23/02/2017 01:59 GMT

German Environment Minister Bans Meat At Official Functions

The decision, prompted by climate concerns, unleashed a beefy backlash.

Daniel Petty/Getty Images
Currywurst, a German dish of fried pork and sauce, won't be served at functions hosted by Germany's environment ministry. The ministry recently announced a ban on all meat and fish products at official events. 

Animal agriculture is a leading cause of climate change and environmental degradation, which is why a German ministry says it’s taking a stand for vegetarianism in a new — and controversial — ban.

Barbara Hendricks, Germany’s environment minister, announced that her ministry would no longer be serving meat, fish or meat-derived products at official functions. Hendricks said her ministry must serve as a “role model” on environmental and sustainability issues. 

We want to set a good example for climate protection, because vegetarian food is more climate-friendly than meat and fish,” the ministry said in a statement this week, according to The Daily Telegraph. The ban reportedly took effect at the end of January. 

The ministry mandate also states that meals served at official functions should be organically sourced, with a preference for seasonal, local and fair-trade products, reported German newspaper Bild. Ingredients should only be transported a short distance, the mandate said.

German Environment Minister Barbara Hendricks (right) talks with German Chancellor Angela Merkel (left). Hendrick's party, the Social Democrats (SPD), are challenging Merkel’s Christian Democrats (CDU) in the upcoming election. 

In a land known for schnitzel and currywurst, it perhaps comes as little surprise that the meat ban has been met with controversy.

Some members of the German government have accused Hendricks, a member of the Social Democratic Party, of overreaching.

“I’m not having this Veggie Day through the back door. Instead of nanny-stateism and ideology, I believe in diversity and freedom of choice,” said Christian Schmidt, minister of food and agriculture and a Christian Democrat.

The environment ministry defended its no-meat edict. The ministry said in a statement that it wasn’t “telling anyone what they should eat,” but rather was promoting sustainable food choices.

Tensions have been running high between the Social Democrats and Christian Democrats in the lead-up to this year’s German election, which promises to be a close fight between the two parties. The clash over the meat ban shows rising tempers, the Telegraph said this week.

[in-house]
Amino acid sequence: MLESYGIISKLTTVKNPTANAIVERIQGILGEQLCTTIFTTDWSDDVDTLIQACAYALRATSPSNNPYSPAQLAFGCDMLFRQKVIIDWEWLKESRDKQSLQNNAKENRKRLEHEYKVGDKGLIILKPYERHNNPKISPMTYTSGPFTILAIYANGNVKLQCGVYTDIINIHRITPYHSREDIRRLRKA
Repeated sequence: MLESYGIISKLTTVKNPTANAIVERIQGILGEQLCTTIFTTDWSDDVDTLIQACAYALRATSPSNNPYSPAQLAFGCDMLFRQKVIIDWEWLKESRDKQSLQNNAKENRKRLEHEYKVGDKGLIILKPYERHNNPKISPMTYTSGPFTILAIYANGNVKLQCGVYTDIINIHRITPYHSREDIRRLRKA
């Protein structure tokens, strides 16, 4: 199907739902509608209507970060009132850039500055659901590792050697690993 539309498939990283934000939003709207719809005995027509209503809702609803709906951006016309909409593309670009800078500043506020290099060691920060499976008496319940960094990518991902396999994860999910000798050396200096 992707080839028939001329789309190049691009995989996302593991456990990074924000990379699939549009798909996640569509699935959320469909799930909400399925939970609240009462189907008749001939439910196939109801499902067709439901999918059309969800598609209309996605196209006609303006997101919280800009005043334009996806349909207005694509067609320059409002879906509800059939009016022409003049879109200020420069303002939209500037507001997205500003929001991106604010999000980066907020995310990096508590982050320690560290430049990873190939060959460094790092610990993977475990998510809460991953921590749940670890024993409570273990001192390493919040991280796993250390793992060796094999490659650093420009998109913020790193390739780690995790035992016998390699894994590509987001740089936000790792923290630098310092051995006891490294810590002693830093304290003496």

TOBIAS SCHWARZ via Getty Images
Protesters hold a sign reading "Eat less meat" while taking part in a demonstration during International Green Week in Berlin, Germany, January 16, 2016. Vegetarianism is reportedly on the rise in the country.

Research is divided on the issue of vegetarianism’s environmental benefits. Some studies suggest the climate impact of certain fruits and vegetables may be as great as some meat products. Still, the evidence in favor of a reduced-meat diet — specifically with less beef and some kinds of seafood — remains compelling from a sustainability perspective.

Animal agriculture has been linked to climate change, fisheries depletion, species extinction, deforestation, soil degradation and other environmental impacts. Livestock production alone accounts for almost 20 percent of global greenhouse gas emissions. That’s more than the emissions from the entire transportation sector, according to the United Nations Food and Agriculture Organization.

A 2015 study suggested that meat eaters may be the top cause of worldwide species extinction, due to livestock production’s detrimental land impacts. Animal agriculture is also the world’s leading consumer of freshwater, requiring an average of 55 trillion gallons annually, according to a 2015 report in the Stanford Environmental Law Journal.

Beef in particular has been pinpointed as particularly costly to the environment. According to Global Footprint Network, it takes 14 times as much biologically productive land to produce 1 ton of beef as it takes to produce 1 ton of grain.

Some types of seafood also are environmentally problematic. According to the U.N., about 75 percent of the world’s fisheries are either exploited or depleted from overfishing. Greenhouse gas emissions associated with fresh and frozen shellfish production are the highest per calorie, compared with other common foods, Carnegie Mellon University researchers found in a 2015 study. 

Despite Germany’s fame for bratwursts and other meat dishes, vegetarianism is reportedly on the rise. According to the nonprofit European Vegetarian Union, almost 10 percent of Germany’s population chooses to go meatless, making it one of the most vegetarian countries in Europe.